During that time, neither the fixed asset-management system nor the procurement system has any idea where the assets are located, their condition or which employee checked them in or out. And, if an item is retired or goes missing, the systems do not know until staff performs time-consuming, expensive, manual physical-inventory audits. This headache can be eliminated by feeding purchase orders into the EAM systems.
In this way, manufacturers fill the gap between the procurement or ERP system and the fixed asset-management system. The EAM data also can be fed into financial systems to prepare for depreciation or tax reporting.
To better understand the benefits of combining RFID and EAM software, consider the following example: Whenever assets entered its facility, an automotive supplier was manually entering data into a paper-based records system. Not only was this process time-consuming, but it also created challenges associated with finding, tracking and inventorying materials, parts and equipment.
By implementing an RFID system integrated with EAM software, this automotive company has since reduced its storage area and eliminated daily cycle count and overtime hours for inventory audits. In fact, the supplier calculated 460% ROI in the first year alone.
RFID technology with EAM software is a powerful combination. As you effectively track and manage assets throughout their entire lifecycle, you can reduce labor hours and costs spent on locating and auditing assets. In addition, you can leverage the insight collected to assist in decision-making that impacts your entire organization. The end result is a more efficient, accurate and connected enterprise.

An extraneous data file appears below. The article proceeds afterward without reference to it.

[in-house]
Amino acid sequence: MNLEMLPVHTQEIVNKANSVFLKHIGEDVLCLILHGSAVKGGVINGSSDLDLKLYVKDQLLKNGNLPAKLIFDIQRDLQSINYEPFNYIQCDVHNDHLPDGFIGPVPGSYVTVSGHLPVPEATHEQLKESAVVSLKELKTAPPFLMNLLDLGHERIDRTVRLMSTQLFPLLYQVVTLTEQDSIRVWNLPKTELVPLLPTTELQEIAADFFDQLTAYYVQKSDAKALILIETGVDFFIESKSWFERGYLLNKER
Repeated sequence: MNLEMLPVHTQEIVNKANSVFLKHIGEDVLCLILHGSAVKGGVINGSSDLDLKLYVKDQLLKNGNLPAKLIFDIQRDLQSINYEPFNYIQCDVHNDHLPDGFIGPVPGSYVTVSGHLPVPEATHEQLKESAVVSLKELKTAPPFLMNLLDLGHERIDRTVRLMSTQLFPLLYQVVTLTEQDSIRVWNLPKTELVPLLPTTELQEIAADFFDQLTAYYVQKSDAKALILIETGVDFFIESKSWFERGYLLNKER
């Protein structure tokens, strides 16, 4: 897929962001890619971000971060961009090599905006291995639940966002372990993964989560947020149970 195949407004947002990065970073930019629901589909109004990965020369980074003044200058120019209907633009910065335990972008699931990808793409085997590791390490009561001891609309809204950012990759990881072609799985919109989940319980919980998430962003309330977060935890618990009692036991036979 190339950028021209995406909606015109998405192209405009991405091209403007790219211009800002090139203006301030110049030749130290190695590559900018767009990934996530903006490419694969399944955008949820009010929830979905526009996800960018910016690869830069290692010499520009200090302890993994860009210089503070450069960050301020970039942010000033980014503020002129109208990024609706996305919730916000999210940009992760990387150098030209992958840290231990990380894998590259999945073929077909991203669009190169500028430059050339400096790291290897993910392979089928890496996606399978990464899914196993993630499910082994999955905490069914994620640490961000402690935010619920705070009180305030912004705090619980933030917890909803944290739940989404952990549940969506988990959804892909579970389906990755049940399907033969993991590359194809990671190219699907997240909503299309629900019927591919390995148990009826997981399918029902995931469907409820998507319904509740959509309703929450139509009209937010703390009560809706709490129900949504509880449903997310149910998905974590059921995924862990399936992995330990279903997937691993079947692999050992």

Tom O'Boyle is director of RFID for Barcoding Inc..
- Events & Awards
- Magazine Archives
- Oil & Gas Engineering
- Salary Survey
- Digital Reports
- Survey Prize Winners
- CFE Edu
Annual Salary Survey
Before the calendar turned, 2016 already had the makings of a pivotal year for manufacturing, and for the world.
There were the big events for the year, including the United States as Partner Country at Hannover Messe in April and the 2016 International Manufacturing Technology Show in Chicago in September. There's also the matter of the U.S. presidential elections in November, which promise to shape policy in manufacturing for years to come.
But the year started with global economic turmoil, as a slowdown in Chinese manufacturing triggered a worldwide stock hiccup that sent values plummeting. The continued plunge in world oil prices has resulted in a slowdown in exploration and, by extension, the manufacture of exploration equipment.
Read more: 2015 Salary Survey